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Abstract #1051

Sex Differences in the Neuroanatomy of Human Mirror-Neuron System: A T1-VBM Investigation

Kun-Hsien Chou1, I-Yun Chen2, Pei-Chin Chen3, Ya-Wei Cheng2, Jean Decety4, Ching-Po Lin2,3

1Institute of Biomedical Engineering, National Yang Ming University, Taipei, Taiwan; 2Institute of Neuroscience, National Yang Ming University, Taipei, Taiwan; 3Institute of Biomedical Imaging and Radiological Sciences, National Yang Ming University, Taipei, Taiwan; 4The University of Chicago, Departments of Psychology and Psychiatry, Chicago, USA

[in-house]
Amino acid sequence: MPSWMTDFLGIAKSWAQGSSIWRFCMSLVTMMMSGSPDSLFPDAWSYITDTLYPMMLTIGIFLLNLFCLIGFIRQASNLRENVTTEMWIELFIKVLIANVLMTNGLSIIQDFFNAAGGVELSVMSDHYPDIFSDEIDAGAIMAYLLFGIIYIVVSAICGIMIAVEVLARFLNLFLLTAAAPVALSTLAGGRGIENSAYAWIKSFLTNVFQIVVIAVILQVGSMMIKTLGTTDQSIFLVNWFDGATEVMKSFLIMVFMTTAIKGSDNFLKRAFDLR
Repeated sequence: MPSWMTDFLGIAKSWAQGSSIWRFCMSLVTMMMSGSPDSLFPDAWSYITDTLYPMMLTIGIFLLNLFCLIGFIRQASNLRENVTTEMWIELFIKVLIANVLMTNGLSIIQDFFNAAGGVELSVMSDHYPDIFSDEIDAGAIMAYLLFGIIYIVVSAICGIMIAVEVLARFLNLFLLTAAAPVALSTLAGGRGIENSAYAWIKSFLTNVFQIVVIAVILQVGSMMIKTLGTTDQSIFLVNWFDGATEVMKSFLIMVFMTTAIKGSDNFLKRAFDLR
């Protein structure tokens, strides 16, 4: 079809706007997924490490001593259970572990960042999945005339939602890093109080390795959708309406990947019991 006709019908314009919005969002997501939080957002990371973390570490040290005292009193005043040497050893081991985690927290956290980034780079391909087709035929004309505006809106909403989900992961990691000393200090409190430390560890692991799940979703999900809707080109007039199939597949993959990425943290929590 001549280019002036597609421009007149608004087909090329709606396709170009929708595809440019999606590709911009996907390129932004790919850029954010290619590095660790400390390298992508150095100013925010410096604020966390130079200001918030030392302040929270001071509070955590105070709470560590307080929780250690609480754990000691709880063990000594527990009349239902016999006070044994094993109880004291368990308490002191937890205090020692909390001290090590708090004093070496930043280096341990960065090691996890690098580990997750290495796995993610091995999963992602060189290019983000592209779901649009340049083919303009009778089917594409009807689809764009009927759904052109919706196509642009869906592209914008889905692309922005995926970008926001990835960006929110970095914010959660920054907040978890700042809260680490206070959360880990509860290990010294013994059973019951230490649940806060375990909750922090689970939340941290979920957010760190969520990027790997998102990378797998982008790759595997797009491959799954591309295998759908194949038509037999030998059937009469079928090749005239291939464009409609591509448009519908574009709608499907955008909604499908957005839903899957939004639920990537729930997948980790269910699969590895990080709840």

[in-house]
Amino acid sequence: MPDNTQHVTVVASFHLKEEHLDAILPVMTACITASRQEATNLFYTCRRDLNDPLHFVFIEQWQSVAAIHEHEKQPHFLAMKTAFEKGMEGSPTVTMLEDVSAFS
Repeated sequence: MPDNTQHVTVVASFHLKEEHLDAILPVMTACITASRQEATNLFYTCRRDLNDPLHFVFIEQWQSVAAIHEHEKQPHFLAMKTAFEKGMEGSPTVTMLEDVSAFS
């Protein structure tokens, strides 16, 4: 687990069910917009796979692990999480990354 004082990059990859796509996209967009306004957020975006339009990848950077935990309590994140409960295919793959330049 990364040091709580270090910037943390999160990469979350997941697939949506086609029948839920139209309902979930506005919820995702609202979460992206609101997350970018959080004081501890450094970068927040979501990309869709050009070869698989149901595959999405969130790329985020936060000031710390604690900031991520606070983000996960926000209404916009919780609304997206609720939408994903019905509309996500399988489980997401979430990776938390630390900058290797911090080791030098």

Females frequently perform better in interpersonal sensitivity than males. The mirror-neuron-system (MNS) has been proposed to play an important role in social cognition. It remains to be clarified whether the neuroanatomy of MNS exhibits sex differences. With the use of T1-VBM concurrent with the dispositional empathy measures, we demonstrate that females had larger gray matter volume in the pars opercularis and inferior parietal lobule than males. Moreover, self-report scores in the emotional empathic disposition was correlated with gray matter volume of the pars opercularis across all participants. These results indicate that the existence of neuroanatomical sex differences in the MNS.